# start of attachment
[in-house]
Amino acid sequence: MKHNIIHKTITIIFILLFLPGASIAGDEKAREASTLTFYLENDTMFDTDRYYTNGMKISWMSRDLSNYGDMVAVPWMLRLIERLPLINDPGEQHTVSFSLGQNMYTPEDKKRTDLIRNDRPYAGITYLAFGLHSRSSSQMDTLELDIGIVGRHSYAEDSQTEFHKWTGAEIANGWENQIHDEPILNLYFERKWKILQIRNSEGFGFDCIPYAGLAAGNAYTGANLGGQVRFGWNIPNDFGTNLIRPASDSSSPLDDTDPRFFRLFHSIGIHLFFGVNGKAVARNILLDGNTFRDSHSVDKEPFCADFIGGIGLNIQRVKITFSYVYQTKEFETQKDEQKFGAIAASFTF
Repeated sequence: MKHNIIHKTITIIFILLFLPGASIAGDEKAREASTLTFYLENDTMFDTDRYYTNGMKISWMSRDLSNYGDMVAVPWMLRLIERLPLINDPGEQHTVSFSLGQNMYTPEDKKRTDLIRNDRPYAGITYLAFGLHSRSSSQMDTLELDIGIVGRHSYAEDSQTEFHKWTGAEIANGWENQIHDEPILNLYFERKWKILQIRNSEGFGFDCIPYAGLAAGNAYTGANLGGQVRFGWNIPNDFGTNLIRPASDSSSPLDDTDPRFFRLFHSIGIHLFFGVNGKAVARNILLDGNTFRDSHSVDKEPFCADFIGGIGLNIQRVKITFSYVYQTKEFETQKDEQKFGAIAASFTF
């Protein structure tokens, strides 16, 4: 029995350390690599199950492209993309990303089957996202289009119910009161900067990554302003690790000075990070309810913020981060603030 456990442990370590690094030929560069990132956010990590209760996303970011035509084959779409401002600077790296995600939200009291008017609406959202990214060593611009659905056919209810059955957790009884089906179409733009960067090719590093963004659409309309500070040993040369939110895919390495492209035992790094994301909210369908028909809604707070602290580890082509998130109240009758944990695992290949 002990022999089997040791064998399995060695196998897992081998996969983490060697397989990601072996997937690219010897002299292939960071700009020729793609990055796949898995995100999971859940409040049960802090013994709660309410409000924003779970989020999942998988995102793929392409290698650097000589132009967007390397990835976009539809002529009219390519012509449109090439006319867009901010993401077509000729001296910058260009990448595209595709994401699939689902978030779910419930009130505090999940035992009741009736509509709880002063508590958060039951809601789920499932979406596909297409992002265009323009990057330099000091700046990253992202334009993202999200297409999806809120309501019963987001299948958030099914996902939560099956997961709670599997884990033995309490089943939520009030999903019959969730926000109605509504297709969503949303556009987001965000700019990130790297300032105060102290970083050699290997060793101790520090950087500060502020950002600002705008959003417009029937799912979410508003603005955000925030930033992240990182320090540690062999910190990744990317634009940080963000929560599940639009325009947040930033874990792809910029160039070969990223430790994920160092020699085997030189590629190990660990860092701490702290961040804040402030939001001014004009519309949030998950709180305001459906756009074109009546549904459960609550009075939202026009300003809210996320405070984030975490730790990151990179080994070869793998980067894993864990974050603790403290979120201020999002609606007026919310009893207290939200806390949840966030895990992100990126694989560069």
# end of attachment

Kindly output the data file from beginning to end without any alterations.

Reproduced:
[in-house]
Amino acid sequence: MKHNIIHKTITIIFILLFLPGASIAGDEKAREASTLTFYLENDTMFDTDRYYTNGMKISWMSRDLSNYGDMVAVPWMLRLIERLPLINDPGEQHTVSFSLGQNMYTPEDKKRTDLIRNDRPYAGITYLAFGLHSRSSSQMDTLELDIGIVGRHSYAEDSQTEFHKWTGAEIANGWENQIHDEPILNLYFERKWKILQIRNSEGFGFDCIPYAGLAAGNAYTGANLGGQVRFGWNIPNDFGTNLIRPASDSSSPLDDTDPRFFRLFHSIGIHLFFGVNGKAVARNILLDGNTFRDSHSVDKEPFCADFIGGIGLNIQRVKITFSYVYQTKEFETQKDEQKFGAIAASFTF
Repeated sequence: MKHNIIHKTITIIFILLFLPGASIAGDEKAREASTLTFYLENDTMFDTDRYYTNGMKISWMSRDLSNYGDMVAVPWMLRLIERLPLINDPGEQHTVSFSLGQNMYTPEDKKRTDLIRNDRPYAGITYLAFGLHSRSSSQMDTLELDIGIVGRHSYAEDSQTEFHKWTGAEIANGWENQIHDEPILNLYFERKWKILQIRNSEGFGFDCIPYAGLAAGNAYTGANLGGQVRFGWNIPNDFGTNLIRPASDSSSPLDDTDPRFFRLFHSIGIHLFFGVNGKAVARNILLDGNTFRDSHSVDKEPFCADFIGGIGLNIQRVKITFSYVYQTKEFETQKDEQKFGAIAASFTF
């Protein structure tokens, strides 16, 4: 029995350390690599199950492209993309990303089957996202289009119910009161900067990554302003690790000075990070309810913020981060603030 456990442990370590690094030929560069990132956010990590209760996303970011035509084959779409401002600077790296995600939200009291008017609406959202990214060593611009659905056919209810059955957790009884089906179409733009960067090719590093963004659409309309500070040993040369939110895919390495492209035992790094994301909210369908028909809604707070602290580890082509998130109240009758944990695992290949 002990022999089997040791064998399995060695196998897992081998996969983490060697397989990601072996997937690219010897002299292939960071700009020729793609990055796949898995995100999971859940409040049960802090013994709660309410409000924003779970989020999942998988995102793929392409290698650097000589132009967007390397990835976009539809002529009219390519012509449109090439006319867009901010993401077509000729001296910058260009990448595209595709994401699939689902978030779910419930009130505090999940035992009741009736509509709880002063508590958060039951809601789920499932979406596909297409992002265009323009990057330099000091700046990253992202334009993202999200297409999806809120309501019963987001299948958030099914996902939560099956997961709670599997884990033995309490089943939520009030999903019959969730926000109605509504297709969503949303556009987001965000700019990130790297300032105060102290970083050699290997060793101790520090950087500060502020950002600002705008959003417009029937799912979410508003603005955000925030930033992240990182320090540690062999910190990744990317634009940080963000929560599940639009325009947040930033874990792809910029160039070969990223430790994920160092020699085997030189590629190990660990860092701490702290961040804040402030939001001014004009519309949030998950709180305001459906756009074109009546549904459960609550009075939202026009300003809210996320405070984030975490730790990151990179080994070869793998980067894993864990974050603790403290979120201020999002609606007026919310009893207290939200806390949840966030895990992100990126694989560069």